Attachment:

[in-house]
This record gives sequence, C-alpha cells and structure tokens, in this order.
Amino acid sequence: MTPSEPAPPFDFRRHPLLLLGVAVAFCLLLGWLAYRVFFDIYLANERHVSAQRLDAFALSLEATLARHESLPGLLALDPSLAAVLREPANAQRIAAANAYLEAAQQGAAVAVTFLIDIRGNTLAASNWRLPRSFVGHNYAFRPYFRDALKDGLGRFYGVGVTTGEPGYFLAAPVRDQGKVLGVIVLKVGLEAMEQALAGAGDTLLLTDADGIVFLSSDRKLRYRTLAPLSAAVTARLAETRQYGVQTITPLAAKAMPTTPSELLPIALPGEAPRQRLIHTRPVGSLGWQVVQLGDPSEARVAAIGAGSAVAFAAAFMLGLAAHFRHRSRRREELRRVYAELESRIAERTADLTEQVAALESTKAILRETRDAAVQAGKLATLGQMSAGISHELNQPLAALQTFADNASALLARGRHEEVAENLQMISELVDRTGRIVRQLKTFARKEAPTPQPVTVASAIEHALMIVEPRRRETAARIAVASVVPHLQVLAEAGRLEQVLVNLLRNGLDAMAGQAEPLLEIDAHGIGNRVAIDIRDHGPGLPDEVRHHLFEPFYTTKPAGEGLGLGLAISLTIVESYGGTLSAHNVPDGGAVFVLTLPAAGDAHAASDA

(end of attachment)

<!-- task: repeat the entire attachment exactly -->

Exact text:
[in-house]
This record gives sequence, C-alpha cells and structure tokens, in this order.
Amino acid sequence: MTPSEPAPPFDFRRHPLLLLGVAVAFCLLLGWLAYRVFFDIYLANERHVSAQRLDAFALSLEATLARHESLPGLLALDPSLAAVLREPANAQRIAAANAYLEAAQQGAAVAVTFLIDIRGNTLAASNWRLPRSFVGHNYAFRPYFRDALKDGLGRFYGVGVTTGEPGYFLAAPVRDQGKVLGVIVLKVGLEAMEQALAGAGDTLLLTDADGIVFLSSDRKLRYRTLAPLSAAVTARLAETRQYGVQTITPLAAKAMPTTPSELLPIALPGEAPRQRLIHTRPVGSLGWQVVQLGDPSEARVAAIGAGSAVAFAAAFMLGLAAHFRHRSRRREELRRVYAELESRIAERTADLTEQVAALESTKAILRETRDAAVQAGKLATLGQMSAGISHELNQPLAALQTFADNASALLARGRHEEVAENLQMISELVDRTGRIVRQLKTFARKEAPTPQPVTVASAIEHALMIVEPRRRETAARIAVASVVPHLQVLAEAGRLEQVLVNLLRNGLDAMAGQAEPLLEIDAHGIGNRVAIDIRDHGPGLPDEVRHHLFEPFYTTKPAGEGLGLGLAISLTIVESYGGTLSAHNVPDGGAVFVLTLPAAGDAHAASDA